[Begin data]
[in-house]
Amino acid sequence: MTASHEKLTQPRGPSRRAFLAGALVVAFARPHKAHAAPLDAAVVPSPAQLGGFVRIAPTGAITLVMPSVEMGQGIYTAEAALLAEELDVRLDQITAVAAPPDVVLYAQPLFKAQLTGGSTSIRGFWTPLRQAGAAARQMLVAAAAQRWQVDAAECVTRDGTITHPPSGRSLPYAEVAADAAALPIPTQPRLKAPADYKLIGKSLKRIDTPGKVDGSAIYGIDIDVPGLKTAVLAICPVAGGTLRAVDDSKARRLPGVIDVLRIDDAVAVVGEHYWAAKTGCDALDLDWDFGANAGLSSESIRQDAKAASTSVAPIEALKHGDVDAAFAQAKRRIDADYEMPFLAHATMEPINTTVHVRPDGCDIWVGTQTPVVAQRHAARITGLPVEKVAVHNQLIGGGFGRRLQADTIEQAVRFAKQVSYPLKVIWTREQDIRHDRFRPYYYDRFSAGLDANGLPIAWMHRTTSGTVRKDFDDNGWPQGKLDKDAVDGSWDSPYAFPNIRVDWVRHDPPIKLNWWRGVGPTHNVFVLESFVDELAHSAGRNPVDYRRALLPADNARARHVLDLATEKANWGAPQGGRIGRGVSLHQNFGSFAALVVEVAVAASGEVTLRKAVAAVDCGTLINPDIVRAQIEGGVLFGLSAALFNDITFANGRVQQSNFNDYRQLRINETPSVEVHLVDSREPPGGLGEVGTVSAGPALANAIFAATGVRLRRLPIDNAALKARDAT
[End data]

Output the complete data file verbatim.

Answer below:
[in-house]
Amino acid sequence: MTASHEKLTQPRGPSRRAFLAGALVVAFARPHKAHAAPLDAAVVPSPAQLGGFVRIAPTGAITLVMPSVEMGQGIYTAEAALLAEELDVRLDQITAVAAPPDVVLYAQPLFKAQLTGGSTSIRGFWTPLRQAGAAARQMLVAAAAQRWQVDAAECVTRDGTITHPPSGRSLPYAEVAADAAALPIPTQPRLKAPADYKLIGKSLKRIDTPGKVDGSAIYGIDIDVPGLKTAVLAICPVAGGTLRAVDDSKARRLPGVIDVLRIDDAVAVVGEHYWAAKTGCDALDLDWDFGANAGLSSESIRQDAKAASTSVAPIEALKHGDVDAAFAQAKRRIDADYEMPFLAHATMEPINTTVHVRPDGCDIWVGTQTPVVAQRHAARITGLPVEKVAVHNQLIGGGFGRRLQADTIEQAVRFAKQVSYPLKVIWTREQDIRHDRFRPYYYDRFSAGLDANGLPIAWMHRTTSGTVRKDFDDNGWPQGKLDKDAVDGSWDSPYAFPNIRVDWVRHDPPIKLNWWRGVGPTHNVFVLESFVDELAHSAGRNPVDYRRALLPADNARARHVLDLATEKANWGAPQGGRIGRGVSLHQNFGSFAALVVEVAVAASGEVTLRKAVAAVDCGTLINPDIVRAQIEGGVLFGLSAALFNDITFANGRVQQSNFNDYRQLRINETPSVEVHLVDSREPPGGLGEVGTVSAGPALANAIFAATGVRLRRLPIDNAALKARDAT